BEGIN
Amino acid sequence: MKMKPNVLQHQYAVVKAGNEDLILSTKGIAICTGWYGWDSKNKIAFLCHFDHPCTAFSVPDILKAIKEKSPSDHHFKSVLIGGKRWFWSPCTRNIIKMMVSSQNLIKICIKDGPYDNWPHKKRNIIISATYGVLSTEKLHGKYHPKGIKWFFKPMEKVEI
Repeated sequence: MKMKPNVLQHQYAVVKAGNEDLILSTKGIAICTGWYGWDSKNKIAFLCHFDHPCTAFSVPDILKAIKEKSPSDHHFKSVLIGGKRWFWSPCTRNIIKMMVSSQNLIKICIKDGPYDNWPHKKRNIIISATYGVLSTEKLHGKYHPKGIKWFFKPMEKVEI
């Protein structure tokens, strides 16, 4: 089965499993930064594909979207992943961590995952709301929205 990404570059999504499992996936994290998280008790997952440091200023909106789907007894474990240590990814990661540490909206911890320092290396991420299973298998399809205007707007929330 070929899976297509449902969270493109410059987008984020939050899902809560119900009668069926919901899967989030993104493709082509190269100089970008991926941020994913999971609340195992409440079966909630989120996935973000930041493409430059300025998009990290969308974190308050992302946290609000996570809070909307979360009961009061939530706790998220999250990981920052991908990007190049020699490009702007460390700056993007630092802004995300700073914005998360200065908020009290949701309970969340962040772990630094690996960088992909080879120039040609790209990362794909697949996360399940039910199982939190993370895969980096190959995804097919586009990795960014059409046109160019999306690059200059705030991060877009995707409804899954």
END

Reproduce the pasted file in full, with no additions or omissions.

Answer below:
Amino acid sequence: MKMKPNVLQHQYAVVKAGNEDLILSTKGIAICTGWYGWDSKNKIAFLCHFDHPCTAFSVPDILKAIKEKSPSDHHFKSVLIGGKRWFWSPCTRNIIKMMVSSQNLIKICIKDGPYDNWPHKKRNIIISATYGVLSTEKLHGKYHPKGIKWFFKPMEKVEI
Repeated sequence: MKMKPNVLQHQYAVVKAGNEDLILSTKGIAICTGWYGWDSKNKIAFLCHFDHPCTAFSVPDILKAIKEKSPSDHHFKSVLIGGKRWFWSPCTRNIIKMMVSSQNLIKICIKDGPYDNWPHKKRNIIISATYGVLSTEKLHGKYHPKGIKWFFKPMEKVEI
């Protein structure tokens, strides 16, 4: 089965499993930064594909979207992943961590995952709301929205 990404570059999504499992996936994290998280008790997952440091200023909106789907007894474990240590990814990661540490909206911890320092290396991420299973298998399809205007707007929330 070929899976297509449902969270493109410059987008984020939050899902809560119900009668069926919901899967989030993104493709082509190269100089970008991926941020994913999971609340195992409440079966909630989120996935973000930041493409430059300025998009990290969308974190308050992302946290609000996570809070909307979360009961009061939530706790998220999250990981920052991908990007190049020699490009702007460390700056993007630092802004995300700073914005998360200065908020009290949701309970969340962040772990630094690996960088992909080879120039040609790209990362794909697949996360399940039910199982939190993370895969980096190959995804097919586009990795960014059409046109160019999306690059200059705030991060877009995707409804899954």